I’ve spent a relaxed time with girlfriends, enjoying High Tea at the local Riversdale Estate. The setting was delightful.
The food was delicious, presented on tiered cake stands. Sandwiches, savoury pastries, scones, with jam and cream, various cakes and desserts. We chose different teas, some black, some fruit or floral.
On Saturday we watched the Australian National Penny Farthing Championships, held in the historic village of Evandale in central Tasmania.
This year’s event was a scaled back event due to covid, yet still fun a fun day out. Races were run over a triangular course around the village. There were various races, sprints, mens’, ladies, juniors, veterans, relays and obstacle (run, carry and push the bike, ride it). Also ,a 20km road race.
There were food and craft stalls, an interesting village store. Some locals dressed in 1800’s costumes.
When the championships started back in 1983 the penny farthings were originals. Now many have been newly manufactured.
It’s been a month of long summer weekends and hectic weekday workdays.
We’ve been to the beach most weeks, for lazy barefoot walks and late afternoon swims, refreshing on the hotter days.
We’ve enjoyed blueberry picking, as well as continuing to buy delicious summer fruits from local growers. A wet spring has produced a bumper crop of large juicy cherries.
Earlier this month, Hobart hosted the 5th Test of “The Ashes”, a long standing cricket challenge between Australia and England. As this was the first time a game has even been held in Tasmania, the locals were rather excited. Various city buildings were lit up in the “green and gold” colours of Australia and there was a joyous atmosphere around the city.
I’m moving to a new role within my current company, so handing over my own workload to someone new whilst learning new tasks has required overtime on work days, therefore my weekends have felt extra precious.
The month began with the final days of the Sydney to Hobart yacht race, with the visiting yachts moored up on Hobart Waterfront.
The month has ended with MONA FOMA, a music and arts festival. The highlight is a fabulous laser light show across Hobart with a soundtrack. These photos show the lights from various spots in the city.
The month has flown by, after a slow start I have already started ticking things off my “52 things in 52 Weeks challenge. Here are my first weekly selfies to sum up my January 2022.
This is my contribution to Ju-Lyn and Brian’s monthly “Changing Seasons” challenge.
A highlight of November was Hobart’s “Open House” Weekend, when a number of private buildings are open to the public. We chose to visit this roof top terrace.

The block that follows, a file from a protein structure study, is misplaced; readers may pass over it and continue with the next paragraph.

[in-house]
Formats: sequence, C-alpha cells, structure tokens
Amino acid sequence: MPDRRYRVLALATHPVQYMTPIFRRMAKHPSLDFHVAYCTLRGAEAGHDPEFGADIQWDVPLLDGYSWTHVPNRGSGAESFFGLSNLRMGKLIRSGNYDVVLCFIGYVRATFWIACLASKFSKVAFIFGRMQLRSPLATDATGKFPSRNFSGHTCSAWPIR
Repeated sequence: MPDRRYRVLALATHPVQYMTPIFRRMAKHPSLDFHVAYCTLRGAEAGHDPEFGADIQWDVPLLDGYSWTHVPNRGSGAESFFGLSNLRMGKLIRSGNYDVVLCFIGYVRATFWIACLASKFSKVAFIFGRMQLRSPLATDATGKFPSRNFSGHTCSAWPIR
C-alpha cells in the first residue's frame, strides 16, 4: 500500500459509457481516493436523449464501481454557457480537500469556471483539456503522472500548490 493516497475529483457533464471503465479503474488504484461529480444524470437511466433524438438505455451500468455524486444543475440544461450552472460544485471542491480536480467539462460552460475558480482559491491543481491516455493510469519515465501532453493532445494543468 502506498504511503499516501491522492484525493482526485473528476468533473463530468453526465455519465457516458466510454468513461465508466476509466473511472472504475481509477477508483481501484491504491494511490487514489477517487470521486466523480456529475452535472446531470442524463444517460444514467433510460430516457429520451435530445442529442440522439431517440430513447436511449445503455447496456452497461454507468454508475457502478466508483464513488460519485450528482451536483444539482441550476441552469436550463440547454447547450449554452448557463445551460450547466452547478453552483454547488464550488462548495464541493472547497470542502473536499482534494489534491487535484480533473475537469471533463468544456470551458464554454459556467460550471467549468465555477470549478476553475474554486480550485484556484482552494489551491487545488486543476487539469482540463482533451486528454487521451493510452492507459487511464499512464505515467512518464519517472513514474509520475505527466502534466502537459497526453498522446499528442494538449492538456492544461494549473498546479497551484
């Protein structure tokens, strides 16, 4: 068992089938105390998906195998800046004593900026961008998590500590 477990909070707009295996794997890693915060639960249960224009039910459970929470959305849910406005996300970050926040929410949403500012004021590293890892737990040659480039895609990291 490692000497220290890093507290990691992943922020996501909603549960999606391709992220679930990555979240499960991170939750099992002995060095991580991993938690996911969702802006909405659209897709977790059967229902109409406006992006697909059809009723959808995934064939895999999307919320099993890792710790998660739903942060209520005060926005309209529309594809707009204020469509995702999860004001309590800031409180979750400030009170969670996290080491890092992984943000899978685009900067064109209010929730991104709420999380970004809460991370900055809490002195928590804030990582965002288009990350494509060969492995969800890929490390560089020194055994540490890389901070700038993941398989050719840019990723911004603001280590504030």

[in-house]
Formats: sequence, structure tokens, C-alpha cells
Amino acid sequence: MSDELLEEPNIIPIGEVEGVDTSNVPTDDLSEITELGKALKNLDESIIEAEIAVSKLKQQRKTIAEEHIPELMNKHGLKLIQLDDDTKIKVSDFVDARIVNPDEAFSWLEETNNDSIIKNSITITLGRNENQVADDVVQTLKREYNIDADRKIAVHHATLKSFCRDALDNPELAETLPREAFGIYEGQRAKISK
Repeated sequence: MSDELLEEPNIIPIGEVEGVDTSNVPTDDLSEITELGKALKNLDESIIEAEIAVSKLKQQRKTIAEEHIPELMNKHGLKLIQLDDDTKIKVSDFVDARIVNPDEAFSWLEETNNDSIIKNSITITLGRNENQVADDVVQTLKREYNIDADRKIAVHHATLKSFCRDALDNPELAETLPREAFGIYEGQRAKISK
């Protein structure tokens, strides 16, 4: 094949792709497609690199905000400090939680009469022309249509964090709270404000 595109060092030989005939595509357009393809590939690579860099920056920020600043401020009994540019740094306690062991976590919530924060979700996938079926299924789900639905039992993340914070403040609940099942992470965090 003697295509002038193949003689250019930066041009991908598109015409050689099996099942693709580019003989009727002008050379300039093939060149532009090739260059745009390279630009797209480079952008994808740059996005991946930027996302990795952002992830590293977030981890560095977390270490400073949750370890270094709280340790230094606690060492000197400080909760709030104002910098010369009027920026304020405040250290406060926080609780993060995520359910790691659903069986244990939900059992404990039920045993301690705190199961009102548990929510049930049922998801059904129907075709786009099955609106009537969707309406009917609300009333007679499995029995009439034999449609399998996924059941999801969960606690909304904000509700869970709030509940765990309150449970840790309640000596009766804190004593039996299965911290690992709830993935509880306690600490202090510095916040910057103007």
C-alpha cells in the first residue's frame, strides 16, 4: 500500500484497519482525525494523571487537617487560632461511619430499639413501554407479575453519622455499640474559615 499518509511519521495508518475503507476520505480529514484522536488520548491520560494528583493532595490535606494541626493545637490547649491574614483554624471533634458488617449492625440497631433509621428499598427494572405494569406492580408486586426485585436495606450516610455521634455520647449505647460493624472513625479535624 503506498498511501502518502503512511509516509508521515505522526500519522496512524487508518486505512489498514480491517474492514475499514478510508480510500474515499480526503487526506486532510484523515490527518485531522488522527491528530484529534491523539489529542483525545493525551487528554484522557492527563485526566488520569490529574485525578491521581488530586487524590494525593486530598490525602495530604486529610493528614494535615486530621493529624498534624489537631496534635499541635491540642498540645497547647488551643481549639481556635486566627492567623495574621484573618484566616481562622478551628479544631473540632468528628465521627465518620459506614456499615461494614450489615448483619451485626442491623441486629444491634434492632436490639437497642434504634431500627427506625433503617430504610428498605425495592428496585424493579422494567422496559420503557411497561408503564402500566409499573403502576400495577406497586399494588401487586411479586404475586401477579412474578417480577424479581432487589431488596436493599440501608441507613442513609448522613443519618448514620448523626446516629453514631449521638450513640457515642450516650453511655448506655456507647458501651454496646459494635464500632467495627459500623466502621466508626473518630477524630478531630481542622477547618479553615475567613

The building dates back to 1906 and is currently office space and a private apartment. Back in the 1930’s the roof terrace was a café. The entrance hall has a lovely ceiling and wood panelling.
We also visited the Royal Tennis Court, or Real Tennis Club. I have no idea of the rules except that the game is a cross between tennis and squash with the ball in play when it bounces off the walls or the roof of the viewing gallery.
We’ve had some hot sunny days, ideal for beach walks. We’ve had many wet days when we’ve headed out in between showers for local walks. We also had the coldest November day in 70 years with snow on the mountain again.
Border restrictions and lockdowns in other states and territories within Australia are having big impacts on our hospitality and tourism businesses.
However, Tassie folk are enjoying our beautiful island without the crowds of tourist and are doing our best to support local business. The State Government has helped with a $7.5 million Travel Voucher scheme. Anyone could register to receive $200 towards accommodation and $100 towards attractions. All entrants were put in a ballot and we were fortunate to be successful.
So last weekend we went on a road trip, staying in Launceston to explore the northern part of Tassie.
We stayed at Peppers Silo Hotel, an unusual building repurposed from grain silos built in the 1960’s. The hotel overlooks the city, the Tamar River Basin and the North Esk River and Riverbend Park.
We explored the city on foot, appreciating the architecture, the history, art and culture in QVMAG (Queen Victoria Museum and Gallery).
We drove to a couple of vineyards, tasting the wines in on the deck on a sunny Sunday afternoon.
We also visited Beaconsfield Gold Mine and Heritage Centre. Gold was first discovered here in 1847. Underground mining began in 1879 with considerable investment and expansion. However, the mine closed in 1914 due to constant flooding. Many of the original buildings now in ruins. In 1980 work began to reopen the mine and the first ore production occurring in 1998. It remained operational until 2012. A 2 week rescue mission to reach 2 miners trapped after an earthquake induced rock collapse made international news in 2006.
Another point of interest, in 1953 Beaconsfield was the first town in Australia to add fluoride to its water supply.
The Royal Tasmanian Botanical Gardens reopened this week as lockdown restrictions begin to ease. Only outside areas were open “for exercise”. The shop, café and kiosk were closed. Also the Conservatory and Antarctic House.
It was a perfect autumn day to visit. Feet of all sizes had fun scrunching through the fallen leaves.
I joined lots of people for a delightful walk around the gardens. Everyone was sensible and respectful, keeping social distance, waiting to pass on narrow paths and bridges over the lake.
It was pleasing to see the autumn colours.
Many of the maples in the Japanese Garden have finished their display. There were a few still putting on a show.
Also to see what is happening in “The Patch”, as seen on Gardening Australia. Local charities maintain some beds.
The gardeners have kept busy while the gardens have been closed.